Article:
If you’re able to go outside, give yourself 10 minutes (or less if you’re really strapped for time) and take a walk.  Depending where you live, you can stroll up a few blocks or do a couple laps around the building.  The change of scenery and fresh air will help calm your nerves and take away focus from whatever is causing the anxiety, even if you don’t know what the cause is.  If the weather isn’t great, you can also find a department store or drug store and casually stroll the aisles.

Breathe in private

If you don’t feel comfortable doing deep breathing at your desk, go into the bathroom, stairwell, or your car and focus on your breath.  An easy breathing technique is to inhale for a count of three, hold for three, and then exhale for three.  Repeat as many times as necessary but aim for at least five rounds.

Anxiety may be stressful and obnoxious but that doesn’t mean you can’t take steps to manage and control it.  Next time you start to feel anxiety take control, stop whatever you’re doing and take just a few moments to try one of these techniques.  Remember, mental health first.

Work Problem No More

I have had a lot of jobs, I’m what some would call a “job hopper”.  My resume is two pages not because of my many accomplishments (queue sarcasm), but because writing all the different companies, addresses, and dates worked there takes up a lot of space.  The longest I’ve ever stayed at a job is less than two years, which to me seems like an eternity. It’s almost become a joke with my friends and family because you never know where I’ll be working the next time you see me.  All joking aside, I kept changing jobs because I wasn’t happy.  I put such a strong emphasis on job satisfaction leading to happiness that I set up myself up to fail.  I couldn’t look past my father’s guidance that jobs are here to pay bills and happiness is found outside of work.  My brain was unable to comprehend that concept and I continued my search for the “perfect job”.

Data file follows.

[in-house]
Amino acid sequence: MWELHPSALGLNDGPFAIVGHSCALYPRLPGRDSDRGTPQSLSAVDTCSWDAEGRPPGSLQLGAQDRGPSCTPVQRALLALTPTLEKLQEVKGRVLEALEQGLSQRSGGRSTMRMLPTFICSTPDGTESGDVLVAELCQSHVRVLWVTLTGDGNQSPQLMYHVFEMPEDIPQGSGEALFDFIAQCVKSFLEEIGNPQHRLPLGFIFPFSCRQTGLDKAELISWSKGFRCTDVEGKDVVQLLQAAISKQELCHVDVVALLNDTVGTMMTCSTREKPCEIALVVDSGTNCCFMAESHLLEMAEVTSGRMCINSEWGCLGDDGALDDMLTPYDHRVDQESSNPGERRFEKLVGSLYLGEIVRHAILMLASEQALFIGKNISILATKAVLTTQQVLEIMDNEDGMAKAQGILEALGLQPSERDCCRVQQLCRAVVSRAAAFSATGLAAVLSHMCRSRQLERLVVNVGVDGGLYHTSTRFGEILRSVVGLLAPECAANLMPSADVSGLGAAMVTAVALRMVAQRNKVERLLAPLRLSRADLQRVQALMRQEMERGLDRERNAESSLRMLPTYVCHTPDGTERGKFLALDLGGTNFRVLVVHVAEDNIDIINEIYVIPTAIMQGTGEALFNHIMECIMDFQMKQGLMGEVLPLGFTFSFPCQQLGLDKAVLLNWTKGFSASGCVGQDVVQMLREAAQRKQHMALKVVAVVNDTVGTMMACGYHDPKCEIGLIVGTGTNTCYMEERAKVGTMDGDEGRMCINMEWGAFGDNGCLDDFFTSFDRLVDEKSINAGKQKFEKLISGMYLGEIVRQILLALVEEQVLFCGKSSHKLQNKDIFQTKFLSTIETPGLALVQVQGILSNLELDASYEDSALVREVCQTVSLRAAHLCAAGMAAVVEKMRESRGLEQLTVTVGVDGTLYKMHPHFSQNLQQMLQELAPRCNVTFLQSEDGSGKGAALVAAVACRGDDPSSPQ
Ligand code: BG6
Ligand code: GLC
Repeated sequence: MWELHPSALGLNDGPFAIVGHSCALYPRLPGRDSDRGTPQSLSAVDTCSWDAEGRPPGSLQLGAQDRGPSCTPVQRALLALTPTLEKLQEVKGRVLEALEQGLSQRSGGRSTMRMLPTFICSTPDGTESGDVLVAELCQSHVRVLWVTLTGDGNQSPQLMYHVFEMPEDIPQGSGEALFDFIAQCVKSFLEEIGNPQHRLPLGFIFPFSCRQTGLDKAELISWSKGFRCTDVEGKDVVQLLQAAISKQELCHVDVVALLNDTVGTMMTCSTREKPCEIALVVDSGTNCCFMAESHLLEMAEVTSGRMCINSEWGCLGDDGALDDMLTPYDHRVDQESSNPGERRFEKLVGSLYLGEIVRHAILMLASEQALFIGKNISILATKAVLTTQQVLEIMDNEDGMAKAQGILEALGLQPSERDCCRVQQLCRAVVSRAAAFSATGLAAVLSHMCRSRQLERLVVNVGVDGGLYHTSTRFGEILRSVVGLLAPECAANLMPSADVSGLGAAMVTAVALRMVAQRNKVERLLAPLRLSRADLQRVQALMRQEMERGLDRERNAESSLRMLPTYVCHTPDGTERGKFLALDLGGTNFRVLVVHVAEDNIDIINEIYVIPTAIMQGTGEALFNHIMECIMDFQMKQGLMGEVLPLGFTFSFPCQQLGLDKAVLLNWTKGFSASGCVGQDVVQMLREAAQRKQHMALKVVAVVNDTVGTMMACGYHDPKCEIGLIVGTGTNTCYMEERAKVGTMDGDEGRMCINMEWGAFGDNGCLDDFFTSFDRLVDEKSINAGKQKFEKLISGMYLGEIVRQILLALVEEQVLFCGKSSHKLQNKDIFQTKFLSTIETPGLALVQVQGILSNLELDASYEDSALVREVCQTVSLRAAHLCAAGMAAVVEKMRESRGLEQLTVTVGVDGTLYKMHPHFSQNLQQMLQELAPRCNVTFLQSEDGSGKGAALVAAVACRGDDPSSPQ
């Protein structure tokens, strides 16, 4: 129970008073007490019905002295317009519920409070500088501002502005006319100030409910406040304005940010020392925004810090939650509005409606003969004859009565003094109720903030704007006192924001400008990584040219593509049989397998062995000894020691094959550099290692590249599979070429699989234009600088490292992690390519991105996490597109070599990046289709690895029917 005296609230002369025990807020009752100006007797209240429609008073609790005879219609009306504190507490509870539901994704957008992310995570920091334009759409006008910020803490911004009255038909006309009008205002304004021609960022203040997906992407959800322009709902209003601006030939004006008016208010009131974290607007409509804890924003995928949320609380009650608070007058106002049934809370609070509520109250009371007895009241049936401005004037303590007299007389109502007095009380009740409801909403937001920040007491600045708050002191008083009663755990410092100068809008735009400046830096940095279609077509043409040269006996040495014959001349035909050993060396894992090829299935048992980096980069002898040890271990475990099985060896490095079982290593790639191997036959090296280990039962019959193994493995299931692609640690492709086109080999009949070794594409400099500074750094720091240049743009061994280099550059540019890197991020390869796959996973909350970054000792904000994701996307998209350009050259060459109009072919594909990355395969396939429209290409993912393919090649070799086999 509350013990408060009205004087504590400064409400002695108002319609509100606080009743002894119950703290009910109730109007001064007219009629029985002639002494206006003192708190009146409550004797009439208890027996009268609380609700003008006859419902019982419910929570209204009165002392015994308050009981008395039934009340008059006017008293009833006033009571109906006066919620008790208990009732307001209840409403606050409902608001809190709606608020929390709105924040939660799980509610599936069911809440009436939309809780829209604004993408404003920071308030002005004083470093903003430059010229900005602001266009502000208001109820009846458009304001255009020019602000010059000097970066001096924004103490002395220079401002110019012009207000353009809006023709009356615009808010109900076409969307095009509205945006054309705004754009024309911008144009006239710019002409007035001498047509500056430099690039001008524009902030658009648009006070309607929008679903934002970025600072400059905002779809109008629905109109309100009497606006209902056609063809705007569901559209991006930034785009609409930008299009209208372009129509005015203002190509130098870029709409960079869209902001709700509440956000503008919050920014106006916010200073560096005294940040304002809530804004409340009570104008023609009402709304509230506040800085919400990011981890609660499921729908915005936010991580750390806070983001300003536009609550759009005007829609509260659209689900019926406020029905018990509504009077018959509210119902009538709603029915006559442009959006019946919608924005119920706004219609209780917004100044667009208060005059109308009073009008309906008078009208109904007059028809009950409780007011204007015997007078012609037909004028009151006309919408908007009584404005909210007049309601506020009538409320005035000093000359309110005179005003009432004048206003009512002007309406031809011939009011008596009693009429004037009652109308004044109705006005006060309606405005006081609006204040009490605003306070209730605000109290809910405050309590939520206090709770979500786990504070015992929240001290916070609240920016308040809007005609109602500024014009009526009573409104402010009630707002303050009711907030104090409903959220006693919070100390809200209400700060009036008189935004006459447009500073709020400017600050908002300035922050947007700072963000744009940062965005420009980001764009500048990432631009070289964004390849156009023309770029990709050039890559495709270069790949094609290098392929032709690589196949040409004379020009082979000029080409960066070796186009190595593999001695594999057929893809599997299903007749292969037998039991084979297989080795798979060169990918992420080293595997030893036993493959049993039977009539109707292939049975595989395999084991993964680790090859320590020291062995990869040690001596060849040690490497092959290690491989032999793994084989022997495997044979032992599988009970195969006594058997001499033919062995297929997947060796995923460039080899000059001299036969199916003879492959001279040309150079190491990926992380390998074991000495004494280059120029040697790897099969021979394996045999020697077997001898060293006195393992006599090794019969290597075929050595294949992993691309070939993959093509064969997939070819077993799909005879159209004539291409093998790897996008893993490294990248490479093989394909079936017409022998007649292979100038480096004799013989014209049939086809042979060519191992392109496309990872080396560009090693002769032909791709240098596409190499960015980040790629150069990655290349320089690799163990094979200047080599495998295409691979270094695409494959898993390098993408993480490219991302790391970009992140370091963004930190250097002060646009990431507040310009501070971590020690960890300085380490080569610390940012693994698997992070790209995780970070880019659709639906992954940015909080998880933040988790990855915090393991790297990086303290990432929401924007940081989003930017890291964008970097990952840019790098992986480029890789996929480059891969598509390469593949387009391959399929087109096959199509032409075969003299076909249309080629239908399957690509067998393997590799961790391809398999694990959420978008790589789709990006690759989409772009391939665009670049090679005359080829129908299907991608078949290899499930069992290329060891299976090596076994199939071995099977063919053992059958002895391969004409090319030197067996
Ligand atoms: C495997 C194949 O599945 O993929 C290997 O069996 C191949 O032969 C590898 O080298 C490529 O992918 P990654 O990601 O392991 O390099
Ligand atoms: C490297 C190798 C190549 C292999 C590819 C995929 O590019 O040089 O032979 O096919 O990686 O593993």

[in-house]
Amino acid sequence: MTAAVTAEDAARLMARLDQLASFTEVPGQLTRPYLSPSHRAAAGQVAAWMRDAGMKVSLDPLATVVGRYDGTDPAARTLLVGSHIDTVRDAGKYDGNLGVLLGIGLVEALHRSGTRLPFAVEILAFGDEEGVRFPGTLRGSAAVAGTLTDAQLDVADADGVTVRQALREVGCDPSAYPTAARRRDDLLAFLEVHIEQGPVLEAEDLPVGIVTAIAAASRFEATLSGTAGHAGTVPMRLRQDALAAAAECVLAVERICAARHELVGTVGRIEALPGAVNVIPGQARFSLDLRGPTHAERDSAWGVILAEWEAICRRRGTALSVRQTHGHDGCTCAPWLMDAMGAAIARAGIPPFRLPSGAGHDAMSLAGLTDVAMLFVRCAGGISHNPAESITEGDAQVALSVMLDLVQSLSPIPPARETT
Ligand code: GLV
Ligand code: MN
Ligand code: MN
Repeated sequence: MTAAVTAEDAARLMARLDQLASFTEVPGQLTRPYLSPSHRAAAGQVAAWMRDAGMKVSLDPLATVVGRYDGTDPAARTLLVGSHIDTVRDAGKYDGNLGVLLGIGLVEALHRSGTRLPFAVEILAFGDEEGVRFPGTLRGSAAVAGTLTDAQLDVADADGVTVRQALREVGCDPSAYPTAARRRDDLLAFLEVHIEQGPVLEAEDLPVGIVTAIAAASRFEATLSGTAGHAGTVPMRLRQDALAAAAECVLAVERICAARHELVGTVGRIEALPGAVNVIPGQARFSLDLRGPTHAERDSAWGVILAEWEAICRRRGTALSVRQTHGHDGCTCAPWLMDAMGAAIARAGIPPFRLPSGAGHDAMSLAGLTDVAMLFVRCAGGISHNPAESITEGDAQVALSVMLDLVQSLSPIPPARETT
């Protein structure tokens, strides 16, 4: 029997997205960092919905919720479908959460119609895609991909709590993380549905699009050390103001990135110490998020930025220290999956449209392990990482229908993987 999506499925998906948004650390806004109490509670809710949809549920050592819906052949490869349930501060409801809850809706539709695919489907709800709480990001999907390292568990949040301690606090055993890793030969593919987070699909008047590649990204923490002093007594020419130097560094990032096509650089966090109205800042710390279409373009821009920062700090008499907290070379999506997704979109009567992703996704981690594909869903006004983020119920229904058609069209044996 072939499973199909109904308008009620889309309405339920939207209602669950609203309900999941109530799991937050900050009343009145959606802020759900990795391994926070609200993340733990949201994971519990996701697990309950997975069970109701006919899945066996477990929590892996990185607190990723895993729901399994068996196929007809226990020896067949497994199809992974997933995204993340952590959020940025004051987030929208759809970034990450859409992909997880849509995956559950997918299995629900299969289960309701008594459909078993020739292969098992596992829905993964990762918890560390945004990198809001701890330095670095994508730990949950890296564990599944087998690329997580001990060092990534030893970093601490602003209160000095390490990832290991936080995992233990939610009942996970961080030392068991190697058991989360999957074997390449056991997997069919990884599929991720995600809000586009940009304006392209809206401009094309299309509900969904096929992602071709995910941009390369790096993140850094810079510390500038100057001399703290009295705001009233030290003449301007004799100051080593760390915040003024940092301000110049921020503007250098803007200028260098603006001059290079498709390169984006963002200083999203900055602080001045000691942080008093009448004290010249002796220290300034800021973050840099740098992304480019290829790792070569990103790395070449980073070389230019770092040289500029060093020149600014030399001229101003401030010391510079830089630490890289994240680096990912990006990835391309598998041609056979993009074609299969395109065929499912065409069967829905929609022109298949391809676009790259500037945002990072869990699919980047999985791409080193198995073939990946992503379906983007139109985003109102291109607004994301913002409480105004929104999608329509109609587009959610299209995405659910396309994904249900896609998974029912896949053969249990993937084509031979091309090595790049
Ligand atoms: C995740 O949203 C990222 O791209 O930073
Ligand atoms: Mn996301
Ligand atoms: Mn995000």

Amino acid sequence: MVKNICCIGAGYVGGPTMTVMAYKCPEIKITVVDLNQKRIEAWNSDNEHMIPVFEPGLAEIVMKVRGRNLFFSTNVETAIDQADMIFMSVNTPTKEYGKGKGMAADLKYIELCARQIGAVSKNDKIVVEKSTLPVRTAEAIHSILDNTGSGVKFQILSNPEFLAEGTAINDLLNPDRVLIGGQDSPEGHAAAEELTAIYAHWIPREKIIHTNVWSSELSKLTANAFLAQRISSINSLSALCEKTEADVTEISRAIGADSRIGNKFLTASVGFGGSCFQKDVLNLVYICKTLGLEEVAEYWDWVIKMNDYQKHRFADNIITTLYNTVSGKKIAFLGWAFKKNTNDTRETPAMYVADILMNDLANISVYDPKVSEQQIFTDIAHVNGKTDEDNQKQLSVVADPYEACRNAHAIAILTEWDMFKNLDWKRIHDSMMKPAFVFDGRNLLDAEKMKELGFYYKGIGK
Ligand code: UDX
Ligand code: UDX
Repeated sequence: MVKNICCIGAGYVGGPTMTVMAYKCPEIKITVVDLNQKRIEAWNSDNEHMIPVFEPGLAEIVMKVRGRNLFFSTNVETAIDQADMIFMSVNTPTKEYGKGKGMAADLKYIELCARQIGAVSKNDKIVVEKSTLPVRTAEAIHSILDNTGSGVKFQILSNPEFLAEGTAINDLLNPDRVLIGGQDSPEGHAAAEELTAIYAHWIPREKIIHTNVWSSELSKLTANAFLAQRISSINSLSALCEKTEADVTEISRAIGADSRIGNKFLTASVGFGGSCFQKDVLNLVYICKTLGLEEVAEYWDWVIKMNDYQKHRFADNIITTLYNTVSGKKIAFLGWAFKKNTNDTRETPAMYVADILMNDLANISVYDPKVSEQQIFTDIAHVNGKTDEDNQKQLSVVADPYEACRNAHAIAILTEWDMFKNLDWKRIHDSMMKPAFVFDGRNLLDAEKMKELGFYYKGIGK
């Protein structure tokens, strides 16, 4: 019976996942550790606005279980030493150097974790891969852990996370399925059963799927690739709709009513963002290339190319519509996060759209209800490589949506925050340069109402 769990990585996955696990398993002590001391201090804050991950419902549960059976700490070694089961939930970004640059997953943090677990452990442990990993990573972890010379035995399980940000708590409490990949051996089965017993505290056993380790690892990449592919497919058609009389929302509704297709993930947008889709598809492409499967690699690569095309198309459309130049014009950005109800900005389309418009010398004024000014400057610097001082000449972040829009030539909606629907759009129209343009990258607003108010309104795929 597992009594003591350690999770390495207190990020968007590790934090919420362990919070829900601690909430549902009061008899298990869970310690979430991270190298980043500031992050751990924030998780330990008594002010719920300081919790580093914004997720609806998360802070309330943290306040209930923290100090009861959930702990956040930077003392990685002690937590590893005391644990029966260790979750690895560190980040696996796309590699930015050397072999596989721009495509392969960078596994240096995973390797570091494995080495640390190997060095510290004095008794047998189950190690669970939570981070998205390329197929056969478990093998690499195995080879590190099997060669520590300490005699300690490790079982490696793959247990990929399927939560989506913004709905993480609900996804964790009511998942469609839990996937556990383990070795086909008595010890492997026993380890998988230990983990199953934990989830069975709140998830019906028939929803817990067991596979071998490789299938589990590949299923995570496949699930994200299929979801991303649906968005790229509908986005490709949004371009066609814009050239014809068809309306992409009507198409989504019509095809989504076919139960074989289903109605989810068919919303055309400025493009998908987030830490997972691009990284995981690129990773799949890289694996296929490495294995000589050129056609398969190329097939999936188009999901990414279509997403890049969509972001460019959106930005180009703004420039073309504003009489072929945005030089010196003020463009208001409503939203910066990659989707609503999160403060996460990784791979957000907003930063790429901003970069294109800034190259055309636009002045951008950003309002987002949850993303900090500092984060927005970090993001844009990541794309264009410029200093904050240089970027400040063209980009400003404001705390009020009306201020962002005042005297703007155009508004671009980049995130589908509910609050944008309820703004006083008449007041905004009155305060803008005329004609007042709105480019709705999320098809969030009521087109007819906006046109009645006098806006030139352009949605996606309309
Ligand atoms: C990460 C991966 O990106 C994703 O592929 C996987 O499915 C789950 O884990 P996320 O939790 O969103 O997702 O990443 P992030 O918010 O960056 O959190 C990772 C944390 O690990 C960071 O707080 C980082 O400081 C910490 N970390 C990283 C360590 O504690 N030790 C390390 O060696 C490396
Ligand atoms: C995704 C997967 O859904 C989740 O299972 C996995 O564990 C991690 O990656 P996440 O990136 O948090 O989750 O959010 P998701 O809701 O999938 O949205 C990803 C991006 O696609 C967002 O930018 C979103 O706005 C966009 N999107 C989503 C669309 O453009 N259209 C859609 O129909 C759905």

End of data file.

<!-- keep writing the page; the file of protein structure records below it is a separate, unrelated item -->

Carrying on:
The “perfect job” doesn’t exist.  Well, I guess some people get to wake up and do what they love and feel fulfilled every day, but I think it’s safe to say that most people don’t get that.  Not everyone can turn a passion into profit and use their hobbies and interests to sustain a living.  I get that now.  I left a lot of good companies because my unrealistic expectations weren’t being met, but I also left a few bad ones because my intuition was right.  Now I find myself at a technical writer’s dream job; a major tech company.  I’ve never loved what I do for work but there definitely parts of the job that I enjoy.  These parts were not always obvious to me, but I was able to pick them out when I sat down and really thought about why I’ve stayed in my field.  Even though I don’t love what I do, I’m very lucky that I love where I do it.  I have the privilege of working for a company that treats people like humans and makes a product that millions of people enjoy every day.  Although I don’t love my company every day, sometimes it feels like a massive cluster f*ck, overall I can honestly say I love this company.  This is meaningful to me because I’ve worked places I wished would burn to the ground. But even though I love my company, I’ve had times where I’ve hated my job.